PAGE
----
29 Sep Coronavirus: Care leavers are facing ‘digital poverty’ with no online access to education or work, campaigners say. | UK News
Care leavers are facing “digital poverty” without laptops or access to the internet, campaigners say.
A government scheme to provide digital devices and internet access to vulnerable young people in England during the pandemic is set to end in November.
Charities say it risks leaving up to 80,000 18-25 year-old care leavers isolated and unable to access education and work or to keep in touch with friends and family.
In an open letter to ministers, leading charities and youth organisations including Barnardo’s and The Children’s Society have called on the government to extend the scheme and ensure every care leaver gets internet access for at least 12 months when they first live independently.
They’ve described the move to stop the scheme as a “backward step”.
The letter reads: “Taking it away would not only be a backwards step, but would have a potentially damaging effect on these young care leavers’ ability to learn, communicate and work effectively.
“It would plunge many into digital poverty.
“Devices and internet access are crucial to minimise disadvantage and maximise opportunity. Digital access should be a right, not a luxury.”
The letter has been sent to Education Secretary Gavin Williamson, Children’s Minister Vicky Ford and Business Minister Nadhim Zahawi.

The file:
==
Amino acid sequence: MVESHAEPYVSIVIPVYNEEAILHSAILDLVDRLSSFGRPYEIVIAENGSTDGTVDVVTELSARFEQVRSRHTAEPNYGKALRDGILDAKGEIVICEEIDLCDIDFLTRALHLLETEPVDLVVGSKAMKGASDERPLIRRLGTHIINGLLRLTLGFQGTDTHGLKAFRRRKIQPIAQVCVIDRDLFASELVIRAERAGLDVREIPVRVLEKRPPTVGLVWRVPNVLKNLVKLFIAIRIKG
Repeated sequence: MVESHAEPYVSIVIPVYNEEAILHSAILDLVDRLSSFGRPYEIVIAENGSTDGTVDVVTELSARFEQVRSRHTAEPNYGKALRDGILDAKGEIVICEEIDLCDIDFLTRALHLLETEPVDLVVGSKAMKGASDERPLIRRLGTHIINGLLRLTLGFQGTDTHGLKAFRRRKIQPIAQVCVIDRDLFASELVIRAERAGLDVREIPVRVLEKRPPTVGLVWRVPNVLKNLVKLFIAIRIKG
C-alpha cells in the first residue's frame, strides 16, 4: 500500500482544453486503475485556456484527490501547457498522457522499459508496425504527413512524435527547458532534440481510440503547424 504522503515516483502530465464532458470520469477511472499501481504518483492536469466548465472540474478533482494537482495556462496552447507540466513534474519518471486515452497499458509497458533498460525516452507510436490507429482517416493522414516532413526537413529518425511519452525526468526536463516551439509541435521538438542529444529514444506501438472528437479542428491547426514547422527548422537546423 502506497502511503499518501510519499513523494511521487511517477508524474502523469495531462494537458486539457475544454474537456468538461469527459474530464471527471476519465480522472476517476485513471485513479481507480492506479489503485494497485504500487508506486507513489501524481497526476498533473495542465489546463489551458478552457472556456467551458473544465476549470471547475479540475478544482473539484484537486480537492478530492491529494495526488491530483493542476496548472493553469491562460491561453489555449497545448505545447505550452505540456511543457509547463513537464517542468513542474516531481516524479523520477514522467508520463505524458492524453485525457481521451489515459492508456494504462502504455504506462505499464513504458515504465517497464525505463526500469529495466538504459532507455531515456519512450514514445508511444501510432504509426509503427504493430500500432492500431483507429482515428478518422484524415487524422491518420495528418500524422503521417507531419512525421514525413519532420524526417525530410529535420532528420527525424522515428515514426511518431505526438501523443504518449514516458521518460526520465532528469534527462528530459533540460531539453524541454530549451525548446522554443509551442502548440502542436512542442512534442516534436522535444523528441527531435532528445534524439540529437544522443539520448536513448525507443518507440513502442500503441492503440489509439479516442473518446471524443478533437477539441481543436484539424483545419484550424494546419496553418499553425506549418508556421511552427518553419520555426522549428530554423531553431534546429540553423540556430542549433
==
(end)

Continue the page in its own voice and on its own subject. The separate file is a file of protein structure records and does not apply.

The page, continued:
Alongside the open letter, care leaver Luke Fox has started up a petition on behalf of the Care Leavers National Movement (CLNM) which is part of the National House Project.
He is hoping to get 100,000 signatories to secure a debate in parliament.
He told Sky News living without digital access makes “you feel like you’re the lowest of the low”.
He added: “Because you can’t do things that everyone else can and care leavers often don’t feel like they’re normal anyway because they’ve essentially lived without their family whereas everyone else have.”
He described how vital an internet connection was in supporting a friend in care who was suicidal.
He said: I’ve actually managed to stop them killing themselves virtually over the internet.
“It was a very difficult night for me.
“I was laid up in south Yorkshire, they were down in London standing on edge of a bridge.
“If it wasn’t for that virtual connection and the internet I wouldn’t have been able to do any of that.
“The only reason I was able to do that at the time was because I was in a place what had internet.”
Charities said lockdown has “shone a light” on the isolating situation many care leavers find themselves in.
As a result, they want the government to recommend that all local offers for care leavers include the right to a digital device and internet access to keep them connected to others.
Chris Wright, Chief Executive Catch22 – one of the charities to sign the letter – said: “For many young care leavers, having access to a laptop and a decent internet connection has been a lifeline during the pandemic.
“With the scheme ending and Covid-19 restrictions tightening again, there is a real danger of young care leavers slipping back into digital poverty in the coming months and beyond.
“We cannot afford to let the digital divide become even wider.
“We urge Government not to desert these young people, and to keep them connected. Digital access must be seen as a right, not a privilege.”